Deja Vu

1 February 2003

Deja Vu All Over Again

By Gwynne Dyer

Has anybody else noticed that there is a plot afoot to turn economics into an exact science? Since we are all part of the experiment, I think we should be told.

Economics is about the behaviour of human beings, so it has the same drawback as other social ‘sciences’: you are not allowed to confirm your hypothesis by running repeated experiments on live human beings. Somehow, though, an undercover team of experimental economists has managed to trick the Bush administration into re-running the great Reagan adventure in ‘voodoo economics’ of the 1980s. They can’t tell us which theory they are testing for fear of influencing the results, but it looks like it’s about the relationship between the size of budget deficits and the severity of the subsequent recession.

Ronald Reagan set a peacetime record for budget deficits in 1984, the year that he was seeking a second term: 6.2 percent of Gross Domestic Product. He justified it by grossly inflating the threat from the decrepit Soviet Union, which was actually teetering on the brink of collapse (the intelligence agencies were as eager to please the administration then as now), and pumping up the defence budget to fight the ‘evil empire’. The short-term result of this extra spending, no doubt by purest coincidence, was to make the US economy grow by 7 percent in 1984, guaranteeing Mr Reagan’s sweeping re-election victory.

The longer-term effect, of course, was force up interest rates as government borrowing competed with private borrowers for credit, and to kill the boom in a particularly savage way: the recession at the end of the 80s was the grimmest since the 50s. Small wonder that the father of the current president, a real conservative (as opposed to a neo-conservative), dubbed the Reagan budgets ‘voodoo economics’ when he was seeking the Republican nomination in 1988. It didn’t save President George H.W. Bush from the recession that followed, however, and the voters punished him by electing Bill Clinton in 1992.

So along comes President George W. Bush in 2001, and in only three years he has turned the 2 percent surplus he inherited from Clinton into a deficit that is now nearing 5 percent of GDP. Since the defence budget is already stuffed to bursting, he did most of it by pushing through unfunded tax cuts targeted on his core supporters.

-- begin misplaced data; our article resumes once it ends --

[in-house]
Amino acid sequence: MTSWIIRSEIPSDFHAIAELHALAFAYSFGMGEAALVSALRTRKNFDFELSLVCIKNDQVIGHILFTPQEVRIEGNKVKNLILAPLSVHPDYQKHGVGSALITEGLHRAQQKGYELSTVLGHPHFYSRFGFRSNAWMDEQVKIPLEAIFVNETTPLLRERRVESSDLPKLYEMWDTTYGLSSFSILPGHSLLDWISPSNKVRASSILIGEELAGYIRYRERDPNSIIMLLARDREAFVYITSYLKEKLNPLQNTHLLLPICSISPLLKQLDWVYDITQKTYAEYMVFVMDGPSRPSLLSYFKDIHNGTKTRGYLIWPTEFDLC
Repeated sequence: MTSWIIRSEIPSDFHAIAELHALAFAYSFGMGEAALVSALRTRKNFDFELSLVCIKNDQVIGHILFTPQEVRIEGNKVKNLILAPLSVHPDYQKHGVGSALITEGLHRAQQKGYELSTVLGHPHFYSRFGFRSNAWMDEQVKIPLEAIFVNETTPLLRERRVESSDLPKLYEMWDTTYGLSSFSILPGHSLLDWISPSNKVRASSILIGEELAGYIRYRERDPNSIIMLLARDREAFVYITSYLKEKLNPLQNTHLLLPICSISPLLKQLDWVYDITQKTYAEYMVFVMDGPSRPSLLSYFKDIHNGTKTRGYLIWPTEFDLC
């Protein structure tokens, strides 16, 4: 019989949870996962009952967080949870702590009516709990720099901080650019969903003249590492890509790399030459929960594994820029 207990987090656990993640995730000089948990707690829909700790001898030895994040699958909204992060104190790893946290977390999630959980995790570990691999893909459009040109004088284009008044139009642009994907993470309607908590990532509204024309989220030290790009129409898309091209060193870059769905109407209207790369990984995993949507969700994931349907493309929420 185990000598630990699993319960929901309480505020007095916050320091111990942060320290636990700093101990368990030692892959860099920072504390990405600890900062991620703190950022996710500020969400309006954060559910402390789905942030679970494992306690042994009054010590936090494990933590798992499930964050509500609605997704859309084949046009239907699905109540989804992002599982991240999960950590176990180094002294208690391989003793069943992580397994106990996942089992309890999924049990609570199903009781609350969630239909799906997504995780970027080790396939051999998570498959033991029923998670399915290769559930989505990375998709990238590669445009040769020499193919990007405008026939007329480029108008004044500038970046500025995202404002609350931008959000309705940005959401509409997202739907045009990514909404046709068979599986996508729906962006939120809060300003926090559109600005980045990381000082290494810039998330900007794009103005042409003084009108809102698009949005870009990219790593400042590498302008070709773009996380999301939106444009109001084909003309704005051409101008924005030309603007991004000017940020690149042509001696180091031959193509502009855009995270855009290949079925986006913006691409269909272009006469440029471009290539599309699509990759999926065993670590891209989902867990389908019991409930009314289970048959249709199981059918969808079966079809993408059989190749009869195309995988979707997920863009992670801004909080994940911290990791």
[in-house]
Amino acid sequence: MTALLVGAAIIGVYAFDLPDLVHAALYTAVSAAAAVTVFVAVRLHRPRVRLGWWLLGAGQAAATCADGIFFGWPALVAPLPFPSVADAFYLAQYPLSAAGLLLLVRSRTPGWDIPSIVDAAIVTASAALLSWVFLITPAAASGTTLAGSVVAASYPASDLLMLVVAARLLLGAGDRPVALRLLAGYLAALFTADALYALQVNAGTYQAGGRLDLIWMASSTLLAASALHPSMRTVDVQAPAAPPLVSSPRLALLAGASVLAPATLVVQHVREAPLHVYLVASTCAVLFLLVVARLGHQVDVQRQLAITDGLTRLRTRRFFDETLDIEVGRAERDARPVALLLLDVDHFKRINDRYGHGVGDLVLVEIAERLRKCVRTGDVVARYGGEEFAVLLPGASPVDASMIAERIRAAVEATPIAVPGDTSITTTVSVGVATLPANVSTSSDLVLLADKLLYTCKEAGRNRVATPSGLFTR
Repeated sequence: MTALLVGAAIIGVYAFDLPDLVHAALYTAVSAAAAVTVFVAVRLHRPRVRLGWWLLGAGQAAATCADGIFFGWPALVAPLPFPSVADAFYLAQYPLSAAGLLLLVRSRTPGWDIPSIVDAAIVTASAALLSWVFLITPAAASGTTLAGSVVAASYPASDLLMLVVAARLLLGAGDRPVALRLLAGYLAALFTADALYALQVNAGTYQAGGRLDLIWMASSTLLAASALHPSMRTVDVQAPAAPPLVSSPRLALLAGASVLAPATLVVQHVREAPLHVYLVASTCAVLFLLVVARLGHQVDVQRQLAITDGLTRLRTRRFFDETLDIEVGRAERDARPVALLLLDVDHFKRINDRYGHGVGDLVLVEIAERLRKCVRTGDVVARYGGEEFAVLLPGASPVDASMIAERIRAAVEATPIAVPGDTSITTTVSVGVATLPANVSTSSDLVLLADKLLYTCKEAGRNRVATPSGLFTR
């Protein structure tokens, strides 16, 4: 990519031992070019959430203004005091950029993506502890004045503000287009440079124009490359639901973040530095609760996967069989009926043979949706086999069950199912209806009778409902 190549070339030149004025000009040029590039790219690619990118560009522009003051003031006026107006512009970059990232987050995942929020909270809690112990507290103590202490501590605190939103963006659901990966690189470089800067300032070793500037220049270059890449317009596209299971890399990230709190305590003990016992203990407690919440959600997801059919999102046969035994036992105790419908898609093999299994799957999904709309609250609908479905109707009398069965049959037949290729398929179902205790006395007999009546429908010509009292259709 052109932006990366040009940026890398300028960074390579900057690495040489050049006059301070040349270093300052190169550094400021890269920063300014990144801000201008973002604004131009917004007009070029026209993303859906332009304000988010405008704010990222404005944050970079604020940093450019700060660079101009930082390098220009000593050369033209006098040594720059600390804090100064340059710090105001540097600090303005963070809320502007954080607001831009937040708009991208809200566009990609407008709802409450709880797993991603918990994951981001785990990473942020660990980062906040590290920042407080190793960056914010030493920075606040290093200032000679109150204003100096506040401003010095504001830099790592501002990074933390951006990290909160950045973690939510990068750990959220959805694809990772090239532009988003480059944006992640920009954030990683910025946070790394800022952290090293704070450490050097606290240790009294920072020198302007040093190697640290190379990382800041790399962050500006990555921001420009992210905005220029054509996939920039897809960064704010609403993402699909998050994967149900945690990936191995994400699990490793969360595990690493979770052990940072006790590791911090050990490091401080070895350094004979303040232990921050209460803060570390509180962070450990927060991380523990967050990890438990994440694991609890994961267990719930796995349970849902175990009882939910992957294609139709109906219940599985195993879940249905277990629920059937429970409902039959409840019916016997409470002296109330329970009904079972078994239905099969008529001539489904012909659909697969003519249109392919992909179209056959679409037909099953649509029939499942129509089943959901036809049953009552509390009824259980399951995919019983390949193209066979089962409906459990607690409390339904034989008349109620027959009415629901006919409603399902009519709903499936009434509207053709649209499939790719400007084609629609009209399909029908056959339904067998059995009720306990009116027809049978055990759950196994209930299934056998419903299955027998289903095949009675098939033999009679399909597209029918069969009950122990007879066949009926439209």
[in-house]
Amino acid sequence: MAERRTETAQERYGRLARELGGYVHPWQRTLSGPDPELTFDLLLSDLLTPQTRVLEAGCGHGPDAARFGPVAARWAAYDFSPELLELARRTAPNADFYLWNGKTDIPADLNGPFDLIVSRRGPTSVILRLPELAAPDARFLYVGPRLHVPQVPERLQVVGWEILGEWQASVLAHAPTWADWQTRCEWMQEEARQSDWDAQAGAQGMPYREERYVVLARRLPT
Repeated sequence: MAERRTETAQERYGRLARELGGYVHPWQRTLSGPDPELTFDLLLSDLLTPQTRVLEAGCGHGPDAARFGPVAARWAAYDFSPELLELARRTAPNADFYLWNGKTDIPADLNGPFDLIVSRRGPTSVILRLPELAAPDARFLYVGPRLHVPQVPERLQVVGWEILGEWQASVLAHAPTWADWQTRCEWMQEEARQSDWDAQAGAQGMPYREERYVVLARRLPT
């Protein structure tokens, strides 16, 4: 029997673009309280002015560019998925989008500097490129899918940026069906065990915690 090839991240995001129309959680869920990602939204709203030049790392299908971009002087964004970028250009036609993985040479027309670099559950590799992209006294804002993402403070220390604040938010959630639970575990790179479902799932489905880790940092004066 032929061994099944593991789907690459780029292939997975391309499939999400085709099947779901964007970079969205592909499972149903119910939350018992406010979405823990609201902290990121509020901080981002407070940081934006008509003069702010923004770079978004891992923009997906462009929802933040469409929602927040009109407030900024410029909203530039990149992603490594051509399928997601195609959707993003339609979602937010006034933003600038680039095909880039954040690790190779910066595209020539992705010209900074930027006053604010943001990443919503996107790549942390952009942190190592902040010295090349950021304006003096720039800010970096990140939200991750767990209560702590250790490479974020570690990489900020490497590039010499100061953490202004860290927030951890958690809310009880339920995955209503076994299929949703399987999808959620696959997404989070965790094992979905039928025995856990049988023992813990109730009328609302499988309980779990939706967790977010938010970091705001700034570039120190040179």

At one point, according to the recent tell-all book written by Ron Suskind in collaboration with former Treasury Secretary Paul O’Neill, Mr Bush appears to have had doubts about the beneficiaries if not the scale of his largesse, asking “Haven’t we already given money to rich people? Shouldn’t we be giving money to the middle?” But his political adviser Karl Rove told him to “Stick to principle” and he meekly obeyed.

The massive deficit — $520 billion this year, and the final bill for Iraq could drive it still higher — is already producing the desired short-term economic boom. If it starts to create jobs as well as profits by the middle of the year, then only a drastic deterioration in the security situation in Iraq could stop Mr Bush from winning in November. But that’s not what interests the economists-in-disguise who tricked him into this repeat of the Reagan experiment. They just want to see how bad the subsequent recession will be.

Recessions are bound to occur from time to time, but they vary wildly in severity. Many people expected a particularly bad one after the exceptionally long nine-year Clinton boom, mainly due to a superstitious belief that the universe will always get even, but in fact the recession we have just come through was one of the mildest on record. So you can see the cutting-edge economic theorists getting together and coming up with a brilliant new theory: budget surpluses are followed by gentle recessions; huge deficits lead to brutal recessions.

But if you want your discipline to be recognised as a proper science, then you have to reproduce the results under properly controlled experimental conditions. How could we ever get another administration to repeat Reagan’s folly? It’s not just Americans who would suffer, either: the whole world would face a long, bitter recession in a few years if America went down that road again. Have we the right to do that to people in the name of science?

Of course we do; science is important, and besides we’ll probably get the Nobel Prize in economics. So the whole massive operation went ahead: the kidnapping of Vice-President Dick Cheney at his secret ‘secure location’ and the substitution of a surgically altered look-alike experimental economist who goes around spouting lines like “Reagan proved that deficits don’t matter.” It is certainly a daring experiment, though one has reservations about how responsible it is.

It’s hard to create conditions that exactly duplicate those of the Reagan era. This time, for example, there is no opposition-controlled Congress trying to cut the deficits and mandate a balanced budget, so the swings may be more extreme than first time round. But if you want to test a theory to destruction, this should work just fine.


To shorten to 750 words, omit paragraph 6. (“At one point…obeyed”)